You can either create a quite complex model that includes pretty much very variable, like this on, and then you don’t have to rely as much on assumption. On the other hand, you can create a simpler model, but then it would require more assumptions.

Say you wanted unsubscribe rate to be a function of frequency. It might be an exponential function, a linear or whatever, but the higher the frequency the higher the unsubscribe rate. However, in this model you can actually decide more variables for yourself – that is cool.

Coolness comes at a price, because you need to think harder. If you increase frequency from 2 to 4 then what might happen? Your budget might increase, unsubscribe rate might increase, open rates might drop, click rates might drop and conversion rate might drop? We don’t know for sure but you need to consider the other variables as you test your hypotheses.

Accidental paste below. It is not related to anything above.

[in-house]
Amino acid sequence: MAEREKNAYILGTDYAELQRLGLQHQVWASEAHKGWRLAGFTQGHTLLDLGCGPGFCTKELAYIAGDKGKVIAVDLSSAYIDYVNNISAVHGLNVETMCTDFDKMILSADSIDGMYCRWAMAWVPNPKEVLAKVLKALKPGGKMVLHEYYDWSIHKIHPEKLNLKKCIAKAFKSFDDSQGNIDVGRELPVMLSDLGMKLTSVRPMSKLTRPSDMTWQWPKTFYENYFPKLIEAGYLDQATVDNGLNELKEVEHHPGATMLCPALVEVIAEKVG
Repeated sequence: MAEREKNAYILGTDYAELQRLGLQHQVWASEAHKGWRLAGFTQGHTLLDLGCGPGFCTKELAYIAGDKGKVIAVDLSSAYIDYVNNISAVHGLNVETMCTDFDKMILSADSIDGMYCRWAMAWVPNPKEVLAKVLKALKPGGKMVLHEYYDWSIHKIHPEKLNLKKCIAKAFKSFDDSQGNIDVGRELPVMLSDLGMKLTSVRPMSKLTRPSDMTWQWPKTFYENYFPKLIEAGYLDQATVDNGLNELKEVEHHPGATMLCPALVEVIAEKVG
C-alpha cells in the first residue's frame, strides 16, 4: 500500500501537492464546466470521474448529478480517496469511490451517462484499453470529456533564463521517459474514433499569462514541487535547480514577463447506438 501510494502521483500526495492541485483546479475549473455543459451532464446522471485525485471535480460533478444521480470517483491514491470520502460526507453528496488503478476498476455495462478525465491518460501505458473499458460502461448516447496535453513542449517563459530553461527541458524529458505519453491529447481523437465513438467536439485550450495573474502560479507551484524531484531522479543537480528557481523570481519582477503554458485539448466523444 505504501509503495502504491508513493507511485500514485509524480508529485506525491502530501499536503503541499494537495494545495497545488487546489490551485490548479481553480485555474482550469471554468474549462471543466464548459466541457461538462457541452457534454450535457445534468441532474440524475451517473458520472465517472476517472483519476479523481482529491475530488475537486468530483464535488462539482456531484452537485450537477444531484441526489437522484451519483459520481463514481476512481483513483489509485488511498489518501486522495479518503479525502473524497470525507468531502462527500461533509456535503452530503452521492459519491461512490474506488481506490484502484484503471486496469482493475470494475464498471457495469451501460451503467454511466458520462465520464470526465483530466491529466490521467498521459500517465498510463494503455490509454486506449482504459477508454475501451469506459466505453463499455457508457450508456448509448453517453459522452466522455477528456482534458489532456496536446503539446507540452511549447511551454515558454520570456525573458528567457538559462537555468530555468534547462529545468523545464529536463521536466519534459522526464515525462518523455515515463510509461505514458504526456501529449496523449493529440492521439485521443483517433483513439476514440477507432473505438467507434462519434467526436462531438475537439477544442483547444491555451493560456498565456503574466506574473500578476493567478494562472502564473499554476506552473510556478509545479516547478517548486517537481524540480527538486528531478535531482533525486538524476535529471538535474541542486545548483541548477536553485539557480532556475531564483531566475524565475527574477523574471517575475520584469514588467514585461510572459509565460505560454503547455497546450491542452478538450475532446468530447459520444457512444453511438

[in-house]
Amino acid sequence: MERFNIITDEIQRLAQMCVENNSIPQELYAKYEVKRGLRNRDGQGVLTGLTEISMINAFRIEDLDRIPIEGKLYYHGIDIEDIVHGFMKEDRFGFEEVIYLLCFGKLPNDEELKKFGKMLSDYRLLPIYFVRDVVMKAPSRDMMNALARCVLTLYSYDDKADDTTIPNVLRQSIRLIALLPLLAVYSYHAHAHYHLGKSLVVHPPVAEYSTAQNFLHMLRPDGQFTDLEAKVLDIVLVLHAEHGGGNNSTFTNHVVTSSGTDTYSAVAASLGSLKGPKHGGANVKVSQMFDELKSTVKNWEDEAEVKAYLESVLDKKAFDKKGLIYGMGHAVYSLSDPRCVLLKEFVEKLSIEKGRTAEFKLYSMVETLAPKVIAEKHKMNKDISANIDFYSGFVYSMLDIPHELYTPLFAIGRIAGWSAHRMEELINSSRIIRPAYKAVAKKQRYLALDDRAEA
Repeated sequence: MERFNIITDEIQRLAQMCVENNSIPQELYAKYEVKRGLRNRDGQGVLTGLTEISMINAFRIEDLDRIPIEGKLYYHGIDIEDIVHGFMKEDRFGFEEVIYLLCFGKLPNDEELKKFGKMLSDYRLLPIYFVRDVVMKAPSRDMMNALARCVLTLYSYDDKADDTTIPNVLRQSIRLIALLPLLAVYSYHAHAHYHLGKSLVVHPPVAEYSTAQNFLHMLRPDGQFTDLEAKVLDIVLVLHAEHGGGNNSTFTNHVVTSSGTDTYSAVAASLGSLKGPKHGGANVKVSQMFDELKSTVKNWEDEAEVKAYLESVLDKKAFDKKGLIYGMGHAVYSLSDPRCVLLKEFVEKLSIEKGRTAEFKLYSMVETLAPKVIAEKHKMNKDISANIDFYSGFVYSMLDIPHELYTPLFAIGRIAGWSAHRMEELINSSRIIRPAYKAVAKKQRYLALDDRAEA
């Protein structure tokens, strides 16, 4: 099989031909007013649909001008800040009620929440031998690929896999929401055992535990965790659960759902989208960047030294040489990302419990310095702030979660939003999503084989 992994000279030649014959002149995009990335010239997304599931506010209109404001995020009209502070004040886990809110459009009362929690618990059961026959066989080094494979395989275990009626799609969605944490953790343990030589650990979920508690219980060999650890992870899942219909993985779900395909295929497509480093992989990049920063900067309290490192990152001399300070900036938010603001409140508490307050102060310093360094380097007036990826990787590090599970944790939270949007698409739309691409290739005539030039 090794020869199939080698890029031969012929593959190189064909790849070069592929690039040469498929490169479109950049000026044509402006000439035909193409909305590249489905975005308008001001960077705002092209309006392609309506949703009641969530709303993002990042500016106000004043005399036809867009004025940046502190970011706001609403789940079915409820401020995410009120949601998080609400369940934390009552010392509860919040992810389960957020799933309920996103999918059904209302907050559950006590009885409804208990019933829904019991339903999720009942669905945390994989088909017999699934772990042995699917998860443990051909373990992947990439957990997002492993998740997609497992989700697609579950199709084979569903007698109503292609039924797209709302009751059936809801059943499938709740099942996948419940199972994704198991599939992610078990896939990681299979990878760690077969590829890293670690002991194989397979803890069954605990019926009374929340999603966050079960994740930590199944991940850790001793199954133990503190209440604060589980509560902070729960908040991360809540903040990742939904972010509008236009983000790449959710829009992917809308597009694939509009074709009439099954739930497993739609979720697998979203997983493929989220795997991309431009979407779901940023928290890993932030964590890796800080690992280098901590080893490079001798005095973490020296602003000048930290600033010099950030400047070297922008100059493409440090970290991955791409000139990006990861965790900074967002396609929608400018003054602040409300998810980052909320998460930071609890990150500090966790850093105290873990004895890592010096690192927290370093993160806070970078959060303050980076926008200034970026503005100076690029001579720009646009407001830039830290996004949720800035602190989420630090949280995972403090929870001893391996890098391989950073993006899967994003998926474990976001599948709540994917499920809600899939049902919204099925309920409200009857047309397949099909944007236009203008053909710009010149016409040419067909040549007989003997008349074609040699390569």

## The biggest weakness

Not every email you send it promotional/commercial. You might have an anti-churn or re-engage automation flow that is not at all about selling products. Where do you input those emails? Well you don’t, because they don’t effect your cash flow directly.

However, if you believe that investing 100K in an re-engage flow will increase open rates of commercial emails by 20% then that is a feasible hypothesis to match up against other initiatives. Simply add 100K to initial investment and increase open rate by 20% of the 2 commercial emails per month you have.

Good marketers will not rely on email newsletters but have smarter and more segmented flows. However, this still offers a way to test and validate ideas quickly.

**CHRISTIAN HØJBO MØLLER**

Christian er CMO i sin start-up Candidlab som i dag er ekspanderet til 11 lande. Han har tidligere som Lead- og Senior Konsulent i verdens største mediebureau gruppe, GroupM, arbejdet med kunder som HBO, Ford, Just-Eat og Toyota.